In an interview to a national daily, Governor Satya Pal Malik said that the former Pakistan president Pervez Musharraf had told Hurriyat leaders to negotiate concessions for Kashmir from New Delhi as Pakistan wouldn’t be able to forcibly wrest the state from the superpower India. The fresh alleged revelation comes in the wake of several contentious statements made by the Governor about the politics of the state. Earlier he had asked the mainstream and separatist parties to refrain from pitching for talks with Pakistan on Kashmir. He has also accused the PDP for irregularities in the select list of J&K Bank. But by claiming to know that Musharraf had advised Hurriyat to arrive at a settlement with New Delhi over some concessions on Kashmir, Governor has sought to paint Azadi struggle as pointless.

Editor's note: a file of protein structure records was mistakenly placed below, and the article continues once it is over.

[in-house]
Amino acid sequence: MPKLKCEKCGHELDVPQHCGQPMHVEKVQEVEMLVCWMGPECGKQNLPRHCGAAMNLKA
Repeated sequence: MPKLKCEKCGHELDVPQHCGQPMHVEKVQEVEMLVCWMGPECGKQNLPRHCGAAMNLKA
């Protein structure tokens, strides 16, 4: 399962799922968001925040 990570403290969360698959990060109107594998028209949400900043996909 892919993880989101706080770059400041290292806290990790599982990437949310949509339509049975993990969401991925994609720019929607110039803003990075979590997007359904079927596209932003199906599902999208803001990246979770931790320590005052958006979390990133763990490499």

As far as the truth of whether Hurriyat had got any such message, Pakistan’s policy on Kashmir during Musharraf’s rule gives a reason to believe otherwise. The peace process between Musharraf and the former Prime Minister Atal Bihari Vajpayee and later taken forward by the former Prime minister Manmohan Singh had nearly pulled off a Kashmir solution. Even though Hurriyat was taken on board, the peace process was largely bilateral in nature. At no point was Hurriyat talking to centre for a Kashmir solution exclusive of Pakistan. On the contrary, they were part and parcel of the Indo-Pak dialogue – holding talks simultaneously but separately with New Delhi and Islamabad. True, Musharraf did influence a powerful group of separatist leaders. He persuaded them to be realistic in their expectations of a Kashmir settlement and brought them around to his four point proposals which envisaged a solution without disturbing the existing boundaries. And yes, he turned his back on the Hurriyat G chairman Syed Ali Shah Geelani when he opposed the four point formula. But just when the protracted negotiations seemed ready to bear fruit, Musharraf lost power. Even though successor governments in India and Pakistan have failed to revive the process, Musharraf’s approach to Kashmir resolution and the positive response to it from Vajpayee and Manmohan Singh remains the most pragmatic way out of the decades old logjam on the state. The answer to the reigning conflict is not a process of dialogue that excludes Pakistan but one which involves it. It has to be an integrated process inclusive of all actors. Otherwise, all efforts to find peace in Kashmir are bound to end in failure. And the past seventy years stand a testimony to this fact. As things stand, use of force has become the only option for New Delhi to maintain an uneasy calm in Kashmir. And there is little hope that things will change unless centre adopts a political and humane approach towards the state, geared to address the festering issue in its political and historical context.
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